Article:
Why did you choose a career in copywriting and how did you get into it?
Well, if I’m honest, I really I wanted to be an architect, so I did a degree in product design and then became a copywriter! I guess the constant thread from my degree onwards has been words, within the context of design consultancy. My roles have included project management, new business and PR – but always working with words. I’ve been a freelance copywriter since 2003.
What work are you most proud of?
A brochure for Dualit (of toaster fame) which I produced with a graphic design colleague. It felt like we were given free rein to produce something really simple, creative and completely on-brand, and it changed little from the first sketched storyboard. The brochure was followed by product cards and a new website, and many years later it’s still changed very little.
What piece of copy do you really wish you’d written?
I’ve always been intrigued by advertising, even though I haven’t really done any clever strapline copy. So I’d love to have written the “Should’ve gone to Specsavers” strapline which has almost limitless potential and has almost become part of our vocabulary, or Nat West’s “We are What we do” campaign (We are responsible….and responsible) which is a lovely play on words.
What do you do if you hit a bit of writer’s block?
Probably the same as everyone else – go for a walk, or do something else and come back to it tomorrow (if the deadline allows).
Sometimes I get a BIG piece of paper (ideally a kid’s poster roll or lining wallpaper), stick it up on the wall and just start writing words/drawing things, especially if I’m at the beginning of a project. There’s something about being able to put ideas onto a wall; it reminds me of the brand ‘rooms’ we used to set up to build the character of a brand when I worked in design consultancy.
What are your favourite and least favourite writing-related tasks?
I probably wouldn’t choose to do copyediting, as I tend to end up rewriting everything! I also wouldn’t choose to do the really technical stuff – B2B financial services, for example – as you often need to get your head round very complex, in-depth concepts in order to write about them effectively, and they have the capacity to create day-long headaches. That said, I’ve done both.
Favourite projects would be ones that involve some strategy, perhaps where a client can’t see the wood for the trees – and there’s a good dose of research and strategy before you can even begin to write copy.
I love to work for not-for-profit organisations and feel as though I’m making a difference. And any brand/sector where I’m a potential customer obviously provides a rounded perspective which adds value to the copy.
Any copywriting pet hates?
Inflexible grammar rules, as I prefer informal, colloquial language (although tone of voice obviously has to reflect the brand and audience). Long sentences that lose the reader along the way are also a bugbear.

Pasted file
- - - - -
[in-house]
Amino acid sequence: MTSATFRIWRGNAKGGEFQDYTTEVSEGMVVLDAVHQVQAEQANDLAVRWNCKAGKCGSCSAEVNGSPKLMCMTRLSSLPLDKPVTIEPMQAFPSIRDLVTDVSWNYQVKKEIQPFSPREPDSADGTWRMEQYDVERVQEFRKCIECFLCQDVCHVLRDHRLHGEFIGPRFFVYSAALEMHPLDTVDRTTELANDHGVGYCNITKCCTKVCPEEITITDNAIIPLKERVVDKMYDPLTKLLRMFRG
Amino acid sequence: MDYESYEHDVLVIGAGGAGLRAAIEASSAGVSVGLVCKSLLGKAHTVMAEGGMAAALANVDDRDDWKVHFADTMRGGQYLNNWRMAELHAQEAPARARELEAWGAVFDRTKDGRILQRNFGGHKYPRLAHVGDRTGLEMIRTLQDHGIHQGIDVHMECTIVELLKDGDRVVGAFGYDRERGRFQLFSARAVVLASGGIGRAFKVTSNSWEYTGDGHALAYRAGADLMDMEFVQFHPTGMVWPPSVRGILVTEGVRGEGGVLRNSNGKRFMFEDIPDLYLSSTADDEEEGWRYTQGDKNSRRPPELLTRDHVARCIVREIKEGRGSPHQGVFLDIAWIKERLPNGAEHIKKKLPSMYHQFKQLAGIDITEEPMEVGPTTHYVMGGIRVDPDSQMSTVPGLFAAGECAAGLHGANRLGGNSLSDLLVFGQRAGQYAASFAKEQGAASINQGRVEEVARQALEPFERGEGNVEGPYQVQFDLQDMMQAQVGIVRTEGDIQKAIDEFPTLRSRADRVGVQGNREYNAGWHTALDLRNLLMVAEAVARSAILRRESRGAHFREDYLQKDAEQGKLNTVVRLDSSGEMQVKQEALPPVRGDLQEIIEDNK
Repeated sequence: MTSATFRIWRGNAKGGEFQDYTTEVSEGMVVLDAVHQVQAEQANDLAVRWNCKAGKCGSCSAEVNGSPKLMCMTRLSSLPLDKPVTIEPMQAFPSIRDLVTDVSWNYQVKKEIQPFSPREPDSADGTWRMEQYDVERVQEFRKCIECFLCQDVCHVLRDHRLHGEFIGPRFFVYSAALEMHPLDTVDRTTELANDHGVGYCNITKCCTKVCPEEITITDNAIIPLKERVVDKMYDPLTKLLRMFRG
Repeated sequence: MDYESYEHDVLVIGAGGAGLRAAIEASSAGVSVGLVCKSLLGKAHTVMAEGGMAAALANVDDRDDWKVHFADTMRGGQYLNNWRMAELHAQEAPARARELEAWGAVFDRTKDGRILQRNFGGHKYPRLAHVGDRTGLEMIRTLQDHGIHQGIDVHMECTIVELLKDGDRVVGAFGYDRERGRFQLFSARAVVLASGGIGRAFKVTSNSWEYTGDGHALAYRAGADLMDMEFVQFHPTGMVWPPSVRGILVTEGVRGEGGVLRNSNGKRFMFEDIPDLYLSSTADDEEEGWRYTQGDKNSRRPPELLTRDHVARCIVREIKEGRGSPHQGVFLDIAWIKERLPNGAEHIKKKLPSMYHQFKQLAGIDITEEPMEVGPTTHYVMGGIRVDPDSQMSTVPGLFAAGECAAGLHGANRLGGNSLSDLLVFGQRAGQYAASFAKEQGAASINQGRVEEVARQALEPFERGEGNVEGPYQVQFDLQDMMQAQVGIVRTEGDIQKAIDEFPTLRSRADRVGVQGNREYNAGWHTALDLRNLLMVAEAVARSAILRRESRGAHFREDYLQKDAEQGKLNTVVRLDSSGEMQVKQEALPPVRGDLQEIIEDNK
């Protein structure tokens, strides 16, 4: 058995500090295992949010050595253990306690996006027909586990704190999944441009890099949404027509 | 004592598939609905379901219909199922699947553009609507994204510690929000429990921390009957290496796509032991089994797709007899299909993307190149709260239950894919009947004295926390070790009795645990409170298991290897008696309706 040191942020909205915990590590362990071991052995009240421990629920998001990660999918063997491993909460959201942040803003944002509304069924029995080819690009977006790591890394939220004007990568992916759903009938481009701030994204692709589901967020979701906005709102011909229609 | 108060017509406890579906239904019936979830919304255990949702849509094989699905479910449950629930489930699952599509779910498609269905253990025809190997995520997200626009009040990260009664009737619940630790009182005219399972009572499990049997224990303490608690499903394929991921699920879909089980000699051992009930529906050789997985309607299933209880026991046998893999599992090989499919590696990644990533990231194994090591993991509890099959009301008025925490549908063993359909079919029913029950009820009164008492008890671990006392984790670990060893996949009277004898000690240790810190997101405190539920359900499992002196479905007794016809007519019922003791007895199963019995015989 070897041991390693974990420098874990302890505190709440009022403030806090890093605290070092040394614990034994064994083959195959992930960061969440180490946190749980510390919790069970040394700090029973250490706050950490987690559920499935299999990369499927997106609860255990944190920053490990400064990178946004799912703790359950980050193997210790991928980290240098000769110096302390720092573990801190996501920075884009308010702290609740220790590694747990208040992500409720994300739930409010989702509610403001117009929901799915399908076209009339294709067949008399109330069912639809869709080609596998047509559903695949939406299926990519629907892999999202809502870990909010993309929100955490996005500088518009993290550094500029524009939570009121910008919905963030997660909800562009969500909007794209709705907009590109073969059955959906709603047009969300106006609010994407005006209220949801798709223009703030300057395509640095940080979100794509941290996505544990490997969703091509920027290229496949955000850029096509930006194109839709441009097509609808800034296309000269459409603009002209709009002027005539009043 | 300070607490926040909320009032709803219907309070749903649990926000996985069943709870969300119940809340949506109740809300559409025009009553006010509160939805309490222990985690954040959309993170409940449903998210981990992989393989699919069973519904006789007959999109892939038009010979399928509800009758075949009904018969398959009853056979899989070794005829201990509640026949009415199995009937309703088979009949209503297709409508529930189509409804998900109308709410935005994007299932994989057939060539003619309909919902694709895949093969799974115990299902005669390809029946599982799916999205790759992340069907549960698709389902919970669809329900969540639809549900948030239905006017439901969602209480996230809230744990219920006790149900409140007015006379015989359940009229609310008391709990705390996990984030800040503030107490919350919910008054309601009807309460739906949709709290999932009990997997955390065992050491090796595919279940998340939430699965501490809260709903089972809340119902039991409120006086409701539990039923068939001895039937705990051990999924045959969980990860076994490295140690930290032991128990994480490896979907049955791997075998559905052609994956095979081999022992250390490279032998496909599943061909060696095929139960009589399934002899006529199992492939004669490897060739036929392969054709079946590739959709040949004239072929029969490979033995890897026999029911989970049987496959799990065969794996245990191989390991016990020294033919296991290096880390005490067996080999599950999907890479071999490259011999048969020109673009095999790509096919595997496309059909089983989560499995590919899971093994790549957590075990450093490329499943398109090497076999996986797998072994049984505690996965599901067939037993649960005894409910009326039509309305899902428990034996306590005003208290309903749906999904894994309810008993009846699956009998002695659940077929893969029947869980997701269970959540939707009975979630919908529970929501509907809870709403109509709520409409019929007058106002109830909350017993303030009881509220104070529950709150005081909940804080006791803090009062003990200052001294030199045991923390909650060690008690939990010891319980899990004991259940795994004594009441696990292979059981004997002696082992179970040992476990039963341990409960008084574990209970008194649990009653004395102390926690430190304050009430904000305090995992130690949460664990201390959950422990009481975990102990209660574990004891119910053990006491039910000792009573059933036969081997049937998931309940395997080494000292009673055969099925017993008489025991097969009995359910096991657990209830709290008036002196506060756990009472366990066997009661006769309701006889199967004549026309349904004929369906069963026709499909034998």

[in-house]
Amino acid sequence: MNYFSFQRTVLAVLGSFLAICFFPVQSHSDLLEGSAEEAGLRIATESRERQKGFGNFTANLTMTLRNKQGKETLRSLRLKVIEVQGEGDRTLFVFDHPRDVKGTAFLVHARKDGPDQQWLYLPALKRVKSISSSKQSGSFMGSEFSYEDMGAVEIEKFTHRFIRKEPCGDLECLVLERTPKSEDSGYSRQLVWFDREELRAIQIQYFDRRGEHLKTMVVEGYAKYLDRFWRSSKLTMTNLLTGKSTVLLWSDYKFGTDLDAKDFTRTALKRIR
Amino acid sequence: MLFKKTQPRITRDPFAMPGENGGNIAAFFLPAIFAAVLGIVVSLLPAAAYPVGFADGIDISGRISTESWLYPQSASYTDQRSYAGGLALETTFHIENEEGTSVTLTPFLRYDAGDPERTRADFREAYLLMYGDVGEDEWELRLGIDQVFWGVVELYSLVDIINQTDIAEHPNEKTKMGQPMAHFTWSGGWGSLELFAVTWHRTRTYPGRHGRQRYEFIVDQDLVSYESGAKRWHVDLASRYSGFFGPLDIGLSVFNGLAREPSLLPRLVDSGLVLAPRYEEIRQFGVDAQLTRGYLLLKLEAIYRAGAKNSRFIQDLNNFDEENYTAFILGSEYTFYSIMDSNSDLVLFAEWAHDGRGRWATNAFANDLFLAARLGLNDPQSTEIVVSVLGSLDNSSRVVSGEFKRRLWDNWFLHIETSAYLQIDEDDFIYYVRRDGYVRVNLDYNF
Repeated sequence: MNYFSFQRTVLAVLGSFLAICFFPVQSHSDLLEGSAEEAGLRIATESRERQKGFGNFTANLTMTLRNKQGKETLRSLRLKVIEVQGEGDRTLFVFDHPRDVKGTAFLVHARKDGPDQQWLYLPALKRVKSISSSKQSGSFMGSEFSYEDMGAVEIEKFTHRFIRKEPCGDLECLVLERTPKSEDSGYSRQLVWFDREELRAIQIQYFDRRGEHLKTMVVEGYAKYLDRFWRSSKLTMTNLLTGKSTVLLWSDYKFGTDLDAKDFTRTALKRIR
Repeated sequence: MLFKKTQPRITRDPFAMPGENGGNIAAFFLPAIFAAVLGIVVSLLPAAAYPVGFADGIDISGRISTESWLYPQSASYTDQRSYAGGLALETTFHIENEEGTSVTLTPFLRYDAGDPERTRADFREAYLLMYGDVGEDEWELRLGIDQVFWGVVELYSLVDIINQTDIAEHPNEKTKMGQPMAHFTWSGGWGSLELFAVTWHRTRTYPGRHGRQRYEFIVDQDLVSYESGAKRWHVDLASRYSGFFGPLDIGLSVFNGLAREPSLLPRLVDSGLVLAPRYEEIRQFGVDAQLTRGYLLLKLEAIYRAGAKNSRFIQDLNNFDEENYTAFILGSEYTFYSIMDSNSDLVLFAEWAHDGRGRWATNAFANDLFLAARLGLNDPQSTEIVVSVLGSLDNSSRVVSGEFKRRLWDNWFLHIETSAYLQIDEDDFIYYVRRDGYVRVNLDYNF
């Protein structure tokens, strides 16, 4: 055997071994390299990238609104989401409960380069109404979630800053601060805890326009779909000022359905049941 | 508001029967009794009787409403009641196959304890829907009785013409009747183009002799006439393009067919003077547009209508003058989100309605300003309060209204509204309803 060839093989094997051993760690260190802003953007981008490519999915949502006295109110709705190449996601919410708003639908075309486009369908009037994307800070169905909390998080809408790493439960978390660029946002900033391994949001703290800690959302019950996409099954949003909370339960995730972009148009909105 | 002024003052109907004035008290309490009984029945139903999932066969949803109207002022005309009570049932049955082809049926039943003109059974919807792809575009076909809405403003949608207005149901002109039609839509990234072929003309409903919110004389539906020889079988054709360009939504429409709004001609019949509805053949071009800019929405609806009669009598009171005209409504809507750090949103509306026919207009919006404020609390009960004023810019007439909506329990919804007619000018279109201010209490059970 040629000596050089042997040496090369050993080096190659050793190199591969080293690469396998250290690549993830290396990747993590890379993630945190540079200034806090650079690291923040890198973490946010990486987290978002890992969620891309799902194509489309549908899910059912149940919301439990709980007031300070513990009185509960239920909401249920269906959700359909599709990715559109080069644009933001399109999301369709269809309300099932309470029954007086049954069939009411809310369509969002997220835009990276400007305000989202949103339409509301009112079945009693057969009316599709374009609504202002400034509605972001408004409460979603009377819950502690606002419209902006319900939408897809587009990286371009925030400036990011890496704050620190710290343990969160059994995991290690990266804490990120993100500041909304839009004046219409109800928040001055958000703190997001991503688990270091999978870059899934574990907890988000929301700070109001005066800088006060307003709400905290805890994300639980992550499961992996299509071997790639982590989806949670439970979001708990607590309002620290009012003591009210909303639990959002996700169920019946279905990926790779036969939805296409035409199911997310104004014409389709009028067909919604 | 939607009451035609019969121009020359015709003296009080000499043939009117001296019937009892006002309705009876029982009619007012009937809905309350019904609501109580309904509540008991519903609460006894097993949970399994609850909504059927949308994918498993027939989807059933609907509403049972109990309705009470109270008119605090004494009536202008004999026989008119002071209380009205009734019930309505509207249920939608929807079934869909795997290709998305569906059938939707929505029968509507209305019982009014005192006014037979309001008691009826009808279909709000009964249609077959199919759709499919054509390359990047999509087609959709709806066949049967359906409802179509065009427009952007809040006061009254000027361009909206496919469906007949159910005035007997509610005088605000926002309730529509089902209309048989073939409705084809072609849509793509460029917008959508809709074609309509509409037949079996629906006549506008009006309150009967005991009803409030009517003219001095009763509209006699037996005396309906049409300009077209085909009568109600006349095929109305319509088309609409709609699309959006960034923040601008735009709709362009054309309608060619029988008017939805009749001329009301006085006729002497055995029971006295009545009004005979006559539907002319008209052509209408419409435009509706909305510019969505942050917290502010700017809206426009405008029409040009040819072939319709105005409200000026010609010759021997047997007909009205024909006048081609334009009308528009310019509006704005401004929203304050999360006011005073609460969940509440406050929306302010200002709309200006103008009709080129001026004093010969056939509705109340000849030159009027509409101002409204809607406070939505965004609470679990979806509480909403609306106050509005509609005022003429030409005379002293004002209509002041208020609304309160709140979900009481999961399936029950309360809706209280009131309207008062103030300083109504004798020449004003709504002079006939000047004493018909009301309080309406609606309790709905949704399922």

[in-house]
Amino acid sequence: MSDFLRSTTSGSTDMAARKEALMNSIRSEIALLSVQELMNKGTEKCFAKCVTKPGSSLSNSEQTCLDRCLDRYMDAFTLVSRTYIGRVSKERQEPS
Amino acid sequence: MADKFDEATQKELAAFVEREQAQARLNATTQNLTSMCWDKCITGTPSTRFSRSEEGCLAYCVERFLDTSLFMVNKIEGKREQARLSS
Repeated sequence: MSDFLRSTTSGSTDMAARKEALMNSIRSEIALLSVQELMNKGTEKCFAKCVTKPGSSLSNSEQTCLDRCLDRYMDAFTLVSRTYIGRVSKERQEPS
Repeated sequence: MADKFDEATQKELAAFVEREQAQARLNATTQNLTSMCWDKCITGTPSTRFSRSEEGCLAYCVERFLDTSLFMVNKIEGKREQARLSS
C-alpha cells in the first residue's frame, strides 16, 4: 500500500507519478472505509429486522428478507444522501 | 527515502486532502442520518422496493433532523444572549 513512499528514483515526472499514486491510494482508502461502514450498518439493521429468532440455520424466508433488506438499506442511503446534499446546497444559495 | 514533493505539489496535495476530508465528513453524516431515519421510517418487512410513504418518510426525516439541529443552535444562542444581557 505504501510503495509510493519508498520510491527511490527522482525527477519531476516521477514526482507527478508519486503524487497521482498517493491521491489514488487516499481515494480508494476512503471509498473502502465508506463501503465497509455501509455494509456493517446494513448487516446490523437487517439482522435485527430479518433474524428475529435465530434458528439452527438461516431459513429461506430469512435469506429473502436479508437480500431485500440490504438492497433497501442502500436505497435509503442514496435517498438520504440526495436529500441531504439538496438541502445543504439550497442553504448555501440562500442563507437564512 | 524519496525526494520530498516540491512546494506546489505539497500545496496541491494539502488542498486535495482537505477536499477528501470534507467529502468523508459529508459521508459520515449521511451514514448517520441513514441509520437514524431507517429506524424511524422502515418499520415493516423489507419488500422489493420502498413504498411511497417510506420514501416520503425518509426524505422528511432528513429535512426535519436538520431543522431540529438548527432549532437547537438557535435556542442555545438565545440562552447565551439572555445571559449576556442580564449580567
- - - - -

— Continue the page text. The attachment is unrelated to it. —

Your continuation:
What’s the best piece of career advice you’ve been given?
Don’t be afraid to change course, it’s better than being stuck doing something you hate. Also, only you can make things happen. If you really want it, you have to pull out all the stops and go for it.
What advice would you give to people starting out on a copywriting career?
Decide whether you want to be a specialist or a generalist. I love the variety of my work and believe that I can bring a more valuable perspective to projects specifically because I’m NOT a specialist, but in certain sectors (finance, for example) clients often want a specialist.
Build your experience in as many ways as you can – start your own blog, volunteer your services to a not-for-profit organisation, offer to be an extra resource to more experienced copywriters.
Be authentic and don’t agree to a flawed brief. Clients sometimes ask for the impossible: looking for copy to fill the gaps when brand values are too generic, failing to recognise customers’ negative perceptions, or denying you the information you need to gain a full understanding of the challenge.
Don’t take on something if you feel the brief is wrong; question it (diplomatically, of course!) and offer positive solutions to arrive at a brief which is more workable.
What’s your favourite thing about being a copywriter?
I love the variety of the work that I do. I also love working with designers to find ways of marrying words and images so that the whole is more than the sum of the parts.
Why do you find ProCopywriters membership useful?
I think it gives copywriters like me credibility, and it feels good to be part of a network. There are some fab resources and I got a project within a couple of weeks of joining. Can’t be bad!
Where can people find out more about you?
My website – www.shoutaboutit.net. However, nothing beats a meeting, as chemistry is an undeniable element of a working partnership. I’m based in Hove but will happily travel.
If a meeting’s not possible, then a phone call’s the next best thing. If you’re a potential client, another copywriter like me, or you’re thinking of a career in copywriting then my mobile’s right next to me….